Anyway, while driving along a winter road, Alfred and Mary spot a young boy ice skating on a pond. When the boy plunges through the ice, Alfred pulls the car over, jumps in and rescues him.

It turns out that the boy is the grandson of Felix Aylmer (James Duncan MacHardie) the very wealthy chairman of a Wall Street firm. The boy's father, however, is a round little weasel who though grateful that Alfred saved his son's life, still recognizes in Alfred, an alpha-male rival to reckon with. When old Aylmer offers Alfred a job at his firm, Alfred readily accepts and soon is on the fast-track towards the top. (Goodbye to his airplane business, hello, Wall Street!)

As his marriage disintegrates, Alfred suspects that his wife's old boyfriend Dr. Roper is back on the scene. And of course he is, in fact, he hardly ever left. Honestly, that Mary is such a slut. But she does wear awfully chic clothes.

In the meantime, Alfred is warned by old Aylmer that he (Aylmer) abhors scandal and that if Alfred aspires to join the board of directors, he must avoid scandal in any way shape or form. Uh-oh.

One day Alfred, away on business in Pennsylvania, meets the beautiful and virginal Natalie Benzinger (Ina Balin) and her parents. Natalie's dad owns the business that Alfred's firm is interested in. The Benzingers have a large comfortable home in the country filled with the sorts of things that tell us that they are nice people, comfortable in their own skins - not at all the sort who carry on as most of Alfred's country club friends do. Alfred is bowled over by the family's warmth and Natalie's quiet beauty and manner. In truth, she appears to be the polar opposite of slutty Mary back in their NY penthouse carousing with the good doctor.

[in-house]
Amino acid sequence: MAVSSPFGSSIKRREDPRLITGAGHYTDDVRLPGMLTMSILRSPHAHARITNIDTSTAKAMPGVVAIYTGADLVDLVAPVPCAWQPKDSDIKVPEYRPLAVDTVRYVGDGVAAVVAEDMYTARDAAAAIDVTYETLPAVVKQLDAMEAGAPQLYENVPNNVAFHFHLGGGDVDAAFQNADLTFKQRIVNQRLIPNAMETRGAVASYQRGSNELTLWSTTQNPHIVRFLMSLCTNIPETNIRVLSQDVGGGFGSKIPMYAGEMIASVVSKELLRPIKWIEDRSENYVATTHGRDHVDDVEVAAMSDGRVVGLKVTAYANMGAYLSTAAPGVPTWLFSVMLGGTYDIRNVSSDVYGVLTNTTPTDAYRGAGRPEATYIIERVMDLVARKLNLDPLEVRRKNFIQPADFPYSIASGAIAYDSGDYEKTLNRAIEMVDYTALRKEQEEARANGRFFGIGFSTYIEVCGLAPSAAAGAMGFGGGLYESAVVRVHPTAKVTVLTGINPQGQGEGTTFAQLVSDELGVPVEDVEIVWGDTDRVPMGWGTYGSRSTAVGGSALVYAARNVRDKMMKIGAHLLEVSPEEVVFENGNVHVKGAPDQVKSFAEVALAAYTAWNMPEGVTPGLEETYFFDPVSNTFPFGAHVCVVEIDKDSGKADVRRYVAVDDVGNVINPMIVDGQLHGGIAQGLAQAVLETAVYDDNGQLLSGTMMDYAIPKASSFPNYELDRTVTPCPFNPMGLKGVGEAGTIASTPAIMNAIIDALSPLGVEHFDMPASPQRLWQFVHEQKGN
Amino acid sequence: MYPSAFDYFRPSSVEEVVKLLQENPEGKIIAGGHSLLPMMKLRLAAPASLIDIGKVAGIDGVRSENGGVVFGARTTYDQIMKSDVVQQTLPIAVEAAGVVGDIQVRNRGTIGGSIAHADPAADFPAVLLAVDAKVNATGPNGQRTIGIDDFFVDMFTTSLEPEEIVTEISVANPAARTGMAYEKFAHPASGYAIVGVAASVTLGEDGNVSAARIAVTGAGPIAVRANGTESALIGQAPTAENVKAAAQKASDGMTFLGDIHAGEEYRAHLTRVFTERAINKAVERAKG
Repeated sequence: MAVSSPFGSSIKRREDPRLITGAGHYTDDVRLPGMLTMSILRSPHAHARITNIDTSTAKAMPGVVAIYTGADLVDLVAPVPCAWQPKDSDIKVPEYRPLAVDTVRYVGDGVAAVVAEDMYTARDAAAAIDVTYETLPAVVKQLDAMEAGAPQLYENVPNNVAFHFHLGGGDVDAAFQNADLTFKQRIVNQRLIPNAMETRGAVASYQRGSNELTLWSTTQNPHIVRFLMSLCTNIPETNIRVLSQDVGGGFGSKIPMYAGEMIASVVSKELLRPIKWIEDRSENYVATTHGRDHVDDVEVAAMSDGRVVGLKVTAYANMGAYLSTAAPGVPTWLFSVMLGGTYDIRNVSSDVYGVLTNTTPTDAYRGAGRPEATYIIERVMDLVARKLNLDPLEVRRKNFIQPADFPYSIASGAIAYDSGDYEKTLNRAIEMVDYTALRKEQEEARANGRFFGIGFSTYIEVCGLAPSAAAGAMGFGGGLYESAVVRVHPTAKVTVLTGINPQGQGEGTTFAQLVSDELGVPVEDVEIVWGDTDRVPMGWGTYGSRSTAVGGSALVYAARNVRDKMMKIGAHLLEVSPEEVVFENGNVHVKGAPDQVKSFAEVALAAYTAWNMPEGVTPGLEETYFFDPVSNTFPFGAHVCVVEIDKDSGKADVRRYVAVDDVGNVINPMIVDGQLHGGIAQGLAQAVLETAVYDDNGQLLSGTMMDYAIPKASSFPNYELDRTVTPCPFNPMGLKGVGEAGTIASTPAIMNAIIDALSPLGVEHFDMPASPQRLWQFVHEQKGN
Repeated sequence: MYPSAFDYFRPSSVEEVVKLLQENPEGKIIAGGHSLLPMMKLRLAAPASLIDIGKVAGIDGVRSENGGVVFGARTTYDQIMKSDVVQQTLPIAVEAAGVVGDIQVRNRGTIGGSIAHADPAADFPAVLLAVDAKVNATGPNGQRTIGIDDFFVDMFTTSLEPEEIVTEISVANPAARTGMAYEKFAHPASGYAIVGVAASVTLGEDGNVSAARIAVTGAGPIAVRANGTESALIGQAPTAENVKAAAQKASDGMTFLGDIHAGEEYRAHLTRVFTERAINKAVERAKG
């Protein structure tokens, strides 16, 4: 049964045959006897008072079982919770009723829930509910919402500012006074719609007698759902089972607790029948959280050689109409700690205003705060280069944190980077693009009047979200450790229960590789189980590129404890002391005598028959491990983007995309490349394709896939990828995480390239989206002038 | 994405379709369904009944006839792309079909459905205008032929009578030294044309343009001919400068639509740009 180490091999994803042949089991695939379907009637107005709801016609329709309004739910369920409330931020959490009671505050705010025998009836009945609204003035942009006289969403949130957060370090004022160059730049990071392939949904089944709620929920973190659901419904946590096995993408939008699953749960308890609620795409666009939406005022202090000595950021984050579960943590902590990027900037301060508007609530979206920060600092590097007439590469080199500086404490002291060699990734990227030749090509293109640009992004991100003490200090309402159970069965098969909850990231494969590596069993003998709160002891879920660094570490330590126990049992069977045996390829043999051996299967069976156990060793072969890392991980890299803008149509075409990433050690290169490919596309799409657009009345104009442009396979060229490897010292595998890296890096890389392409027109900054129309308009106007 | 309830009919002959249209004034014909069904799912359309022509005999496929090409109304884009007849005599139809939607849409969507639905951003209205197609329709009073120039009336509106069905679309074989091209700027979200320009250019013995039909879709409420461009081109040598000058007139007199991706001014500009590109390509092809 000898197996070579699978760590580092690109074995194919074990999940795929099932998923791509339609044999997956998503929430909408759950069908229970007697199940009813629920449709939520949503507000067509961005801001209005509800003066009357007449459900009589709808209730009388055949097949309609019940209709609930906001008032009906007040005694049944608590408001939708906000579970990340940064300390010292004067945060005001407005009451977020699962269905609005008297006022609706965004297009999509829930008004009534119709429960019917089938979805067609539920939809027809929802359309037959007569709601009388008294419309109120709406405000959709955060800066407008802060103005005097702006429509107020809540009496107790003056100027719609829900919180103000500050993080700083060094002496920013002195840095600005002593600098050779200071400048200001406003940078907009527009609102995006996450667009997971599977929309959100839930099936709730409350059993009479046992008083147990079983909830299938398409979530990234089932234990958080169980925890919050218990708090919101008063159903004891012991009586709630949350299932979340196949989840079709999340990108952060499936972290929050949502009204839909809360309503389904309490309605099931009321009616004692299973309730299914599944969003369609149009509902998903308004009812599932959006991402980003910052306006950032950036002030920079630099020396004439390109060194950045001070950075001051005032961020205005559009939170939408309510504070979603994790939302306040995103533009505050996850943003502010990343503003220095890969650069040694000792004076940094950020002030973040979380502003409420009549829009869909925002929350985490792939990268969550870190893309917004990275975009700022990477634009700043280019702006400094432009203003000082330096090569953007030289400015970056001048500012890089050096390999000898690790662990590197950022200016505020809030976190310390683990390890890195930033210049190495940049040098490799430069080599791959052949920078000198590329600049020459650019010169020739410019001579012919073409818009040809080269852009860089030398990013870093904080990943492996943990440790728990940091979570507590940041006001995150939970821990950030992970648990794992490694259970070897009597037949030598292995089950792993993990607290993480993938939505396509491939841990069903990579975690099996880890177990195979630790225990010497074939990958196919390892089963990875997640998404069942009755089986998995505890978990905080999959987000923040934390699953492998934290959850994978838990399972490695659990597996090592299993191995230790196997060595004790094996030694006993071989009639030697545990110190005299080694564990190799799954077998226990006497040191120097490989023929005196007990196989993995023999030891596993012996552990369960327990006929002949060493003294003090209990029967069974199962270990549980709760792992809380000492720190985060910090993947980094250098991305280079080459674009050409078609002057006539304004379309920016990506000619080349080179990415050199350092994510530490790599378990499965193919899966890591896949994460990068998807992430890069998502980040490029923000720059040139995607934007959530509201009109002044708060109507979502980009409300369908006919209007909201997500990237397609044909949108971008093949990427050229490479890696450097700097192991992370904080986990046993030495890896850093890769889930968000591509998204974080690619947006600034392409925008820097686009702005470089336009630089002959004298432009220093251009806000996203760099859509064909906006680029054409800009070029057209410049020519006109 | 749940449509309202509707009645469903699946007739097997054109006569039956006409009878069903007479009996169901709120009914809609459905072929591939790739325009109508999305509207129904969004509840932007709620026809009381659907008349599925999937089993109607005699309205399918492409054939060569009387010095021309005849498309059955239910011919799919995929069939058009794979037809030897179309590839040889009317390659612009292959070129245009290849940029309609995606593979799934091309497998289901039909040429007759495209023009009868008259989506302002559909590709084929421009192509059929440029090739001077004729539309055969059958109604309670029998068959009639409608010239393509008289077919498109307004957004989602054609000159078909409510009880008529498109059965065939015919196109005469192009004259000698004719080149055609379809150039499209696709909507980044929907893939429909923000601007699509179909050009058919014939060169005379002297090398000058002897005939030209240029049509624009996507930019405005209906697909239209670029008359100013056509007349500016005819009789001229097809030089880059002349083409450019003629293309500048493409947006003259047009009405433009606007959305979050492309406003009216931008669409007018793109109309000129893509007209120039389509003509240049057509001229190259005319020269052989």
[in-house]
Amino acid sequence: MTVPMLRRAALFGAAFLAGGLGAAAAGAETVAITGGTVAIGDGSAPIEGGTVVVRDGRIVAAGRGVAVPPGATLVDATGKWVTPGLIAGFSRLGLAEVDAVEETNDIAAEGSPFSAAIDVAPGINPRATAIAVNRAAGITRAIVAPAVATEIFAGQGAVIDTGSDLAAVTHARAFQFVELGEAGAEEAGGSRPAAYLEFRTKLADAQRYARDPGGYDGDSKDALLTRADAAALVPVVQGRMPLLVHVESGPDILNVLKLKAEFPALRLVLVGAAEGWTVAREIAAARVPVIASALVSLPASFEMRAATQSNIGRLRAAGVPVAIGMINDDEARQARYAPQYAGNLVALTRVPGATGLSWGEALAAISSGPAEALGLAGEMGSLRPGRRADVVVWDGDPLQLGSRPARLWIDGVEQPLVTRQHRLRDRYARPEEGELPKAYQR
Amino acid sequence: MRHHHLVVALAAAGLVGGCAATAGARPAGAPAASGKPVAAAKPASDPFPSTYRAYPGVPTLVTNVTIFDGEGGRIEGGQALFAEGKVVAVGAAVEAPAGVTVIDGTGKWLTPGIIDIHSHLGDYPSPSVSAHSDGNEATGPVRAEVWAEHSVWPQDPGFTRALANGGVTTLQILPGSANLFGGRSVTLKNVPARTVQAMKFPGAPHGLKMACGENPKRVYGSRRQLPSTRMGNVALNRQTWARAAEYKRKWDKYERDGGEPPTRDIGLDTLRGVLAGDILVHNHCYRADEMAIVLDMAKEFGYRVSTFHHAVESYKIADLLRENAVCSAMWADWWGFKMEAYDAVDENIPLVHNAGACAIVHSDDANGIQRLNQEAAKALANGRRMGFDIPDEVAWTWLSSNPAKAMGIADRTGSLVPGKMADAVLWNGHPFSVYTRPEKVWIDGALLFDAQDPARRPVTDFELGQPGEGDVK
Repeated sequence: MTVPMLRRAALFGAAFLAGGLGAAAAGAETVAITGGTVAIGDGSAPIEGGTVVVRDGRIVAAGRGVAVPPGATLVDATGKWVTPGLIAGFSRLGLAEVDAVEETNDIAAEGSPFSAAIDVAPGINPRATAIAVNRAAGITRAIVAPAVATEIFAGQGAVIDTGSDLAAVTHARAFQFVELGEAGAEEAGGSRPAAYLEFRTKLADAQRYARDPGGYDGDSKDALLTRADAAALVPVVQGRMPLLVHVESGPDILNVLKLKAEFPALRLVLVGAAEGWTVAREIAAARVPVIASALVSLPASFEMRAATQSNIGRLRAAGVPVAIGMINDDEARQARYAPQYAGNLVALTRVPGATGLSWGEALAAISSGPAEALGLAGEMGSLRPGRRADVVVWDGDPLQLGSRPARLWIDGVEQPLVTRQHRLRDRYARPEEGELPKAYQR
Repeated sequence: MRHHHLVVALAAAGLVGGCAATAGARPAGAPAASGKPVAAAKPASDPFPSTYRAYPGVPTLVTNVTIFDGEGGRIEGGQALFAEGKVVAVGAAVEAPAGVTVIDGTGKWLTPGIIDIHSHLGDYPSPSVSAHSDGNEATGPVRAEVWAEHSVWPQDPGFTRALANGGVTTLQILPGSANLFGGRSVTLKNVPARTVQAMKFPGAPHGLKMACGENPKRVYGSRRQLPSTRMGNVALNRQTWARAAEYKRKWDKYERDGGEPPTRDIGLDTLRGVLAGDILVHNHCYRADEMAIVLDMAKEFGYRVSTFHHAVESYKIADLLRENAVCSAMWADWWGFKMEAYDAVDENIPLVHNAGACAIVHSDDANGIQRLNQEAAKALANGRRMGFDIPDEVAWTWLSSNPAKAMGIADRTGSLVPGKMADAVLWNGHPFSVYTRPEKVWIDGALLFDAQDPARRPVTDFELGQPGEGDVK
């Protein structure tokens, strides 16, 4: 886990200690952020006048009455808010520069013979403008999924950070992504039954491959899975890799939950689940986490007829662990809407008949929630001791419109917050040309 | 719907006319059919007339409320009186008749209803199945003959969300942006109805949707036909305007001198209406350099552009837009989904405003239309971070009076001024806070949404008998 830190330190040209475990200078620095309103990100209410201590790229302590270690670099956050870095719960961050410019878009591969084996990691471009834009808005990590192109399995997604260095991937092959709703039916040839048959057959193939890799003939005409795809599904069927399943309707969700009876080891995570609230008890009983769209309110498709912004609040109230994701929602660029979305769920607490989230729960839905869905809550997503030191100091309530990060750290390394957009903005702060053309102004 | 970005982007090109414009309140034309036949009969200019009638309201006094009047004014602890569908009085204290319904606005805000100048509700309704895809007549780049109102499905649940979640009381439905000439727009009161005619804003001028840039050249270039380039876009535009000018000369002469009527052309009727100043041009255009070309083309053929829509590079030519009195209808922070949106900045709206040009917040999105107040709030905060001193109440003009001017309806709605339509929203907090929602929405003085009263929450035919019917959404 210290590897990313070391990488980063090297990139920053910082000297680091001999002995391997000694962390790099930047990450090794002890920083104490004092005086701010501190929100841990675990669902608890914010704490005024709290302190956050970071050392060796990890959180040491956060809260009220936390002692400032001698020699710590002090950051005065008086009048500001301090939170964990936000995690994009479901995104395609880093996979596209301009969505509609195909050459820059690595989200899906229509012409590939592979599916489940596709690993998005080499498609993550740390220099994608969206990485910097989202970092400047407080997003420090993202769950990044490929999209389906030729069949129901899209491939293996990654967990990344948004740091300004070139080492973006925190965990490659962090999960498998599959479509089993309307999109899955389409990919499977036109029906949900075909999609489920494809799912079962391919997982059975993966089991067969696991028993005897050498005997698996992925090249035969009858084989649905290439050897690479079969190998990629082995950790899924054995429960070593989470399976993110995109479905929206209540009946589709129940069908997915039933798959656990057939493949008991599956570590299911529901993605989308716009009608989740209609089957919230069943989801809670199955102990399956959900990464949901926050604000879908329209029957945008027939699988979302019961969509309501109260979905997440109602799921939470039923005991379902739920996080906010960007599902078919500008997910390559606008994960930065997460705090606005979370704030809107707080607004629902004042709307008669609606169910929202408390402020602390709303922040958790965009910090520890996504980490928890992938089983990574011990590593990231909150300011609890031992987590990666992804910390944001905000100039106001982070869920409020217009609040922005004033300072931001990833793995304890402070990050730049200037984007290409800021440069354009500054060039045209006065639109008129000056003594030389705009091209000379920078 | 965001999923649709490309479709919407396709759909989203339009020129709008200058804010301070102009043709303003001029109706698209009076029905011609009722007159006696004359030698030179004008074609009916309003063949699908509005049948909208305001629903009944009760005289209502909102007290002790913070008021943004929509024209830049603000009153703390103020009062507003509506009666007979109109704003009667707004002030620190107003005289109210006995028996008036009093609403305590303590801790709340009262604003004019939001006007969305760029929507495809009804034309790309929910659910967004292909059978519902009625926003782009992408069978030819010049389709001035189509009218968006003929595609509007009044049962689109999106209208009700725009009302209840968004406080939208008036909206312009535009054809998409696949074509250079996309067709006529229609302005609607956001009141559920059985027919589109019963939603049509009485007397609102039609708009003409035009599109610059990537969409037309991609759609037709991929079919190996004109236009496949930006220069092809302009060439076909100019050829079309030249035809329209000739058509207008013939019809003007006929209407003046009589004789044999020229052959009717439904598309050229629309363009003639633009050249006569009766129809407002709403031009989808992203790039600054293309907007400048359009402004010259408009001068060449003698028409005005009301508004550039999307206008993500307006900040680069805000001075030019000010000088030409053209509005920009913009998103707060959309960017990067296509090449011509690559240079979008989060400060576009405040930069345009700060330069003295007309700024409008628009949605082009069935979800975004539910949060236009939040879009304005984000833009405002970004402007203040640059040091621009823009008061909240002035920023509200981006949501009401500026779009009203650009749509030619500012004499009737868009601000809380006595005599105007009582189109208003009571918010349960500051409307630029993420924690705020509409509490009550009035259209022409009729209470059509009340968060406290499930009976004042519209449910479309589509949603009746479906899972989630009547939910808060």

Alfred and Natalie are obviously smitten but since nothing can be done about it, they say goodbye.

But one evening Alfred and Mary run into Natalie who's in the city for some shopping. Clever Mary instantly realizes that Natalie and her hubby have met before and that they are in the thrall of some deep emotion.

Back at the penthouse, Mary rubs salt in Alfred's wounds and calls Jim Roper to arrange a date while poor Alfred stands there like a shlump.

Natalie, in the meantime, throws caution to the winds and asks Alfred to arrange a hotel room assignation. Uh-oh.

After a nice love scene (finally) between Alfred and Natalie, photographers break into the hotel room and take pictures of the couple in a clinch. The next day a package of pictures arrives on Alfred's desk.

Remember that round weasel I told you about? The father of the boy that Alfred saved from drowning? Well, his resentment of Alfred has only grown as he's watched Alfred's rapid rise in a company owned by his own family. Not only that, but the weasel has become involved in some nefarious and illegal business dealings which Alfred knows about and refuses to keep secret. Uh-oh. You know where this is headed.

Well, in the end (a dilly as Alfred is about to be named a member of the Board of Directors), Alfred must choose between success and the woman he loves.